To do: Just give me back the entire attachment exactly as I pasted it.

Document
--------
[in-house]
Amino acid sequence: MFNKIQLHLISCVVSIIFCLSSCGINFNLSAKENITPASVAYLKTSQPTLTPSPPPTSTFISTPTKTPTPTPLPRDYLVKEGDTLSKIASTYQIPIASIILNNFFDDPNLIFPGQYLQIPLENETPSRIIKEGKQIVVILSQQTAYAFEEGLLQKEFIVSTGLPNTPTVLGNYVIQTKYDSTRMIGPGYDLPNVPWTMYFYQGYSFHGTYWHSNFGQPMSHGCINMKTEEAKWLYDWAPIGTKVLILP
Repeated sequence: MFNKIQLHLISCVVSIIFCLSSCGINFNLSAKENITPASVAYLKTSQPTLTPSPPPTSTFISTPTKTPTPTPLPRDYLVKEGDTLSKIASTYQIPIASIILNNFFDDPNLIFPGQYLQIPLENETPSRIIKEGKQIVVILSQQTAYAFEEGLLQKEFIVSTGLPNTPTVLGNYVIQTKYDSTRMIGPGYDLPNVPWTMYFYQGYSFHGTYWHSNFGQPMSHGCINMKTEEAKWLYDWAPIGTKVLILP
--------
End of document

[in-house]
Amino acid sequence: MFNKIQLHLISCVVSIIFCLSSCGINFNLSAKENITPASVAYLKTSQPTLTPSPPPTSTFISTPTKTPTPTPLPRDYLVKEGDTLSKIASTYQIPIASIILNNFFDDPNLIFPGQYLQIPLENETPSRIIKEGKQIVVILSQQTAYAFEEGLLQKEFIVSTGLPNTPTVLGNYVIQTKYDSTRMIGPGYDLPNVPWTMYFYQGYSFHGTYWHSNFGQPMSHGCINMKTEEAKWLYDWAPIGTKVLILP
Repeated sequence: MFNKIQLHLISCVVSIIFCLSSCGINFNLSAKENITPASVAYLKTSQPTLTPSPPPTSTFISTPTKTPTPTPLPRDYLVKEGDTLSKIASTYQIPIASIILNNFFDDPNLIFPGQYLQIPLENETPSRIIKEGKQIVVILSQQTAYAFEEGLLQKEFIVSTGLPNTPTVLGNYVIQTKYDSTRMIGPGYDLPNVPWTMYFYQGYSFHGTYWHSNFGQPMSHGCINMKTEEAKWLYDWAPIGTKVLILP